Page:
A three-member Financial Industry Regulatory Authority (FINRA) panel handed down the decision on June 23. The ruling comes after the claimant, Stephen Kelleher, first joined Wedbush in early 2007 and allegedly worked for years without receiving consistent payments of the incentive-based compensation he had been promised. Kelleher served as a municipal sales trader at Wedbush.
Wedbush’s attorney on the case, John W. Stenson, declined to comment on the FINRA panel ruling and said the firm is in the process of appealing the decision.
During Kelleher’s employment at Wedbush, which ended shortly before the arbitration decision, Wedbush withheld close to $5 million, according to estimates from Kit Knudsen, partner at Commins & Knudsen PC, the San Francisco law firm representing Kelleher in the case.
While Kelleher continued to receive a base salary, the incentive-based compensation, which makes up most of what traders take home, was unevenly distributed in three payments in May 2008, October 2009 and April 2010. After repeated attempts to ask the firm for the remaining compensation he was owed, Kelleher felt there was no other way than to turn to arbitration, according to Knudsen.
“It was a last resort for him. He had never had to bring a claim like this in the past,” Knudsen said. “He was very much a team player and inclined to believe that it would work out.”
Kelleher filed his first claim against his employer Wedbush in April 2010. In that claim, he alleged breach of contract, violation and failure to pay in accordance with labor laws, fraud and unfair business practices. At the close of the hearing, Kelleher requested more than $6.1 million, including $4.17 million in unpaid compensation, almost $878,000 in interest, labor code violation penalties of $2,100 and $1 million. Keller also asked for unspecified damages for violation of civil code laws and punitive damages.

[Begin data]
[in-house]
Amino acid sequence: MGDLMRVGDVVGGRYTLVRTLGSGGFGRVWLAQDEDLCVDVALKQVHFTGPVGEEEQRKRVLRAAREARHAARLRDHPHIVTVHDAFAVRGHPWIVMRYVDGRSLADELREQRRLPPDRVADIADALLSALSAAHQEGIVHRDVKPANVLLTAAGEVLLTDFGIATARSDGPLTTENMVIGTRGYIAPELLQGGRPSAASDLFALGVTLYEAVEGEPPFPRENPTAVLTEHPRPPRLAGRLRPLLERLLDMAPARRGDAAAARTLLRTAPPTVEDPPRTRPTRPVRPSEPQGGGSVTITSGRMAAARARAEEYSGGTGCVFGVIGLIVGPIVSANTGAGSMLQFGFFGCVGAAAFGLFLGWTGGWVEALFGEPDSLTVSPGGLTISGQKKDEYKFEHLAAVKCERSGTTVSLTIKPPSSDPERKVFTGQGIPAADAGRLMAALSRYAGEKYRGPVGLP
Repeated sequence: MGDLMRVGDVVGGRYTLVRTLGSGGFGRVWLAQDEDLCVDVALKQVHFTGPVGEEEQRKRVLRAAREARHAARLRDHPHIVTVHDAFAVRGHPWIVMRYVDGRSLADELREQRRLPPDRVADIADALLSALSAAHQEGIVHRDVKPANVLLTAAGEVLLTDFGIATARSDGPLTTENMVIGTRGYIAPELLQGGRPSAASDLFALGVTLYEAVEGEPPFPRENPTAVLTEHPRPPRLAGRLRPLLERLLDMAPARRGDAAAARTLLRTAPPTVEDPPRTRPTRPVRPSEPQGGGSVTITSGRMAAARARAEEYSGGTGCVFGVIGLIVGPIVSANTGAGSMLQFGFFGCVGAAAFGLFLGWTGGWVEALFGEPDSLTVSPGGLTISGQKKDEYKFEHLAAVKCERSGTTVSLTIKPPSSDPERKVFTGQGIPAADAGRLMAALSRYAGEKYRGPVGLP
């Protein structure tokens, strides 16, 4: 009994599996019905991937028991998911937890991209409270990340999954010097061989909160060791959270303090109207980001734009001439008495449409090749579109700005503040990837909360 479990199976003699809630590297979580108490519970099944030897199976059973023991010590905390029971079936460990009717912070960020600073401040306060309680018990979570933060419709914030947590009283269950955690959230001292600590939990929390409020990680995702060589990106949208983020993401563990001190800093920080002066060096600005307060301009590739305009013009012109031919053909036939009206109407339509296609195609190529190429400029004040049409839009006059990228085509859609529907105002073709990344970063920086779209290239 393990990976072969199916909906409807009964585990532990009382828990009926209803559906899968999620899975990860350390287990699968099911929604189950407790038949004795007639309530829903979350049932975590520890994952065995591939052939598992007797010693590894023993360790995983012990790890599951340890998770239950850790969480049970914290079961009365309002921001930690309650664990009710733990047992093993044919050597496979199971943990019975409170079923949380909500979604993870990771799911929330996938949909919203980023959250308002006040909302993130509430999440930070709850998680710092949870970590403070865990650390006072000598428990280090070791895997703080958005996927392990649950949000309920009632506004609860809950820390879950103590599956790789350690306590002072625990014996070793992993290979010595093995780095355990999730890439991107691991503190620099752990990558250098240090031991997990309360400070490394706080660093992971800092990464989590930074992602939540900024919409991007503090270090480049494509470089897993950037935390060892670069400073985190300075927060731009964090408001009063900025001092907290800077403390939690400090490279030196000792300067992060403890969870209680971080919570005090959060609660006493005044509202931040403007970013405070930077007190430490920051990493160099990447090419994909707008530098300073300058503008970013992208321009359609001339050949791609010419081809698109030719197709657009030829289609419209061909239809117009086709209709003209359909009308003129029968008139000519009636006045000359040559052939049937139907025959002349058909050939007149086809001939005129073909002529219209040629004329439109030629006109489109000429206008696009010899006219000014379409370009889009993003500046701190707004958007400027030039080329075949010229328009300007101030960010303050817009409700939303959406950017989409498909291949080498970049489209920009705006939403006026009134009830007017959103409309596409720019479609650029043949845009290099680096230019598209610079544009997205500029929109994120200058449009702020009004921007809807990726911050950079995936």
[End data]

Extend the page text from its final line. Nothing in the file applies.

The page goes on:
In its ruling, the FINRA panel described its decision with strongly-worded language regarding Wedbush’s compensation practices.
“The panel concludes that a major cause of this dispute is a poorly written and ambiguous employment contract and a corporate management structure that required personal approval from the majority shareholder of Respondent’s stock, Mr. Edward W. Wedbush, for all incentive payments to senior employees – which approval was routinely withheld,” the FINRA arbitration panel wrote in its decision.
The FINRA panel ordered Wedbush to pay Kelleher $3.5 million for damages, interest, penalties and attorneys’ fees. Wedbush has also been ordered to give Kelleher the vested option to buy 3,750 shares of Wedbush at $20 per share and 375 additional shares at $26 per share. Wedbush is also set to pay Kelleher $200 for the non-refundable portion of the FINRA filing fee.
Wedbush Securities founder and President Edward W. Wedbush was originally named as a respondent in the case, but Kelleher agreed to dismiss the charges against him during the hearing. That came after Edward W. Wedbush’s request to testify in person would have delayed the hearing.
Witnesses testified during the hearing that Edward W. Wedbush made the decisions to pay and withhold incentive compensation at the firm.
“He [Edward W. Wedbush] got a lot of credit for not getting caught up in the mortgage bubble or mortgage securities…he’s been given a lot of credit for being frugal, but kind of a smart conservative,” Kelleher’s lawyer Knudsen said. “He sees it as being conservative and frugal, and it is until it crosses the line.”
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